The best of 2020!

A few weeks ago, “Time” magazine dubbed 2020 the worst year ever. Given wars, natural catastrophies and other things that hit some of us every now and then this may be a bit exagerrated, but most of us are no doubt happy to leave 2020 behind, hoping for a 2021 where notably vaccines will help us revert to a more normal life!

For the blog it’s been an exciting year and thanks to you, dear reader, a very positive one. We have never before had so many readers and in the digital age it sure is nice to see people who share our passion for cars but also for the written word! Therefore, let me first express a sincere thank you to all of you! In this last post of the year I wanted to provide a recap on the content you have most appreciated on our different topics of sports cars, classic cars, other cars, F1 and what you could refer to as “other news” from the car industry. I’ll obviously provide links to the posts referred to in case you’ve missed them, or want to catch up on them again.

Sports cars

This is the largest category in terms of reader interest, and the post that by a margin caught most of your attention in this section was the one titled “The best Ferrari is a Maserati” that I actually published last year but that saw continued interest this year. I talked about the merits of the Maserati 3200 GT and the tremendous value for money it provides when compared to Ferraris of the same type, especially the 3200 GT’s powered by the naturally aspirated Ferrari V8! Luckily values haven’t really gone up since so there is still a bargain to be had.

The 3200 GT is still going strong it seems!

Next to that lovely Maserati, you also found the post on the most interesting sports car launches in 2021 of interest. More than any other this post made clear that the trend is indeed electric, even in the supercar segment, and that traditional supercars like the new Maserati MC20 are becoming few and far between. Given most engine sounds are more or less artificial anyway these days, why can’t they make an electric car sound like a naturally aspirated V12?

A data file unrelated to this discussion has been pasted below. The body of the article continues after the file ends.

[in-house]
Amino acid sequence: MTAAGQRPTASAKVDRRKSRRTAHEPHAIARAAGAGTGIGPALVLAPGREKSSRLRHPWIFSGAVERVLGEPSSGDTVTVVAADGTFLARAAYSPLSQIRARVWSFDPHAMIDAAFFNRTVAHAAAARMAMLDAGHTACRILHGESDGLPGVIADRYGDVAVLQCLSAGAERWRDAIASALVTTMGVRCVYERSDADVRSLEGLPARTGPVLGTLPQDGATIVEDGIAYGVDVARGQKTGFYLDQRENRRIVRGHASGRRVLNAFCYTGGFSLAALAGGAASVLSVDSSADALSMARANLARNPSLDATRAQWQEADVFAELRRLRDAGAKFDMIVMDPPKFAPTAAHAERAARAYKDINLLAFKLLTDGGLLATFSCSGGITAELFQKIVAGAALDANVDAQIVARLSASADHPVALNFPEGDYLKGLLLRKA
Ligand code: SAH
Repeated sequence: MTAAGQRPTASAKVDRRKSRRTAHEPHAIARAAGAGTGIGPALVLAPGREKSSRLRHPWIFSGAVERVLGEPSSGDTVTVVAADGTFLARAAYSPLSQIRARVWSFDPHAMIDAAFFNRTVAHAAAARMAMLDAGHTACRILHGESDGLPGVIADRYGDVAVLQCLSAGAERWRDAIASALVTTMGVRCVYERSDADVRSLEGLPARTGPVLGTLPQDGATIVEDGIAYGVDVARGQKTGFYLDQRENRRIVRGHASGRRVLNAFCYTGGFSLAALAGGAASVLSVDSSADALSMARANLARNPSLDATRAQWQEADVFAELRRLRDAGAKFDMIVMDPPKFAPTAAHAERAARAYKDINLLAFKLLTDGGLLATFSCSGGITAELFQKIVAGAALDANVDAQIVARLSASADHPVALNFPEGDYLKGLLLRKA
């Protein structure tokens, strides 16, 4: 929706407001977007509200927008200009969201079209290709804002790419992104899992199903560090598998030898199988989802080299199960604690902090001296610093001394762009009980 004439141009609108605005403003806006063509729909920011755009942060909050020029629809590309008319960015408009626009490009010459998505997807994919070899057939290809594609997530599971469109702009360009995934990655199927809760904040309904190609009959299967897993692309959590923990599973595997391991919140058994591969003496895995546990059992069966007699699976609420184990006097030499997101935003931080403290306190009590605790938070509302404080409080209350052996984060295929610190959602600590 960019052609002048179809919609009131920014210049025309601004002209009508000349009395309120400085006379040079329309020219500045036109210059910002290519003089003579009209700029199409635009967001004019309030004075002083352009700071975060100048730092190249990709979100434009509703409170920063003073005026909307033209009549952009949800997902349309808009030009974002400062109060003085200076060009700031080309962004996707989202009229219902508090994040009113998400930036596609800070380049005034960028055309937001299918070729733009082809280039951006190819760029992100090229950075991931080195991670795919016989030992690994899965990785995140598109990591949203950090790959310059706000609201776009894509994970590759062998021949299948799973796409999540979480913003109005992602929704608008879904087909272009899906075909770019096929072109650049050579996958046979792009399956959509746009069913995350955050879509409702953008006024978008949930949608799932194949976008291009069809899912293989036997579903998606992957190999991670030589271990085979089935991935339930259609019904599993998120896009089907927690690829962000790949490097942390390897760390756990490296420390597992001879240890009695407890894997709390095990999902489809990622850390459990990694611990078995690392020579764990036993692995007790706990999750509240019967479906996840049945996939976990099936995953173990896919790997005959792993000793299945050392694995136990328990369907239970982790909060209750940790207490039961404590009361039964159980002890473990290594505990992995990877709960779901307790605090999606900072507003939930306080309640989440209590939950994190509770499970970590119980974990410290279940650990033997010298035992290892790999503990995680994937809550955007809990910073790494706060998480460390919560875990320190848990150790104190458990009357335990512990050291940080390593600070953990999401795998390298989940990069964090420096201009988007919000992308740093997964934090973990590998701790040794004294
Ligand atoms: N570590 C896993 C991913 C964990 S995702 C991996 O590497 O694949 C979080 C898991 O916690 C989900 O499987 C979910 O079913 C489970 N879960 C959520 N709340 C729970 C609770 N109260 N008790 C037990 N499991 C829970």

Classic cars

In the classic car segment, it was nice to see that the topic of classic cars as investments caught your attention. As most real assets classic cars have seen steep increases in value during the last decade and the days when you could find something that was really out of value are gone. That doesn’t mean you shouldn’t consider a classic car and it actually cuts to the core of that post, namely that you should do so because you love the car and love driving it, rather than for financial reasons.

Financially a homerun – but how many get to be driven?

In terms of specific classics it was not much of a surprise to see that how much 911 you get for a budget set at EUR 100.000 was of interest, and although that budget buys you less today than ten years ago, it still gets you a lot of Porsche. Even though values have increased, there is still few cars give you as much driving pleasure, combined with if not increasing, then at least very stable future values! I was perhaps a bit more surprised to see that the Jaguar XJ-S had as much attention as the 911 and perhaps it’s a very different car, but no less interesting!

The 911 remains a very popular retiree!

Other cars – or future classics

In this slightly diverse category that includes the cars that are not yet classics but maybe will become so one day, or that are simply interesting from some other perspective (usually irresistible value for money…) you especially liked two posts: the one on the BMW F12/F13 (i.e. the 640/650) and the one on the Bentley Continental GT. As some of you know, a bit later in the year I sold my old Triumph and bought a 650 Convertible for the proceeds (more about that here), so I’m with you all the way on that one!

Before deciding on the 650 there were a large number of cars on the list of potential candidates. The Bentley Continental GT was somewhere on there as well and in many ways it’s an irresistible package, but it wasn’t for me. It doesn’t change the fact that I’ll always be envious of those of you who go ahead with what could be the bargain of your life!

A lot of car (incl in kgs!) for the buck

F1

The F1 season was indeed a strange one, but also a record one for Lewis who clinched his seventh title. Thanks for your interest in the posts where I’ve also tried to provide a bit of insight into what happens when the track lights go out. Next year will definitely be an interesting one with more teams competing for race wins, great driver line-ups and if we’re lucky, perhaps also with spectators on the stands!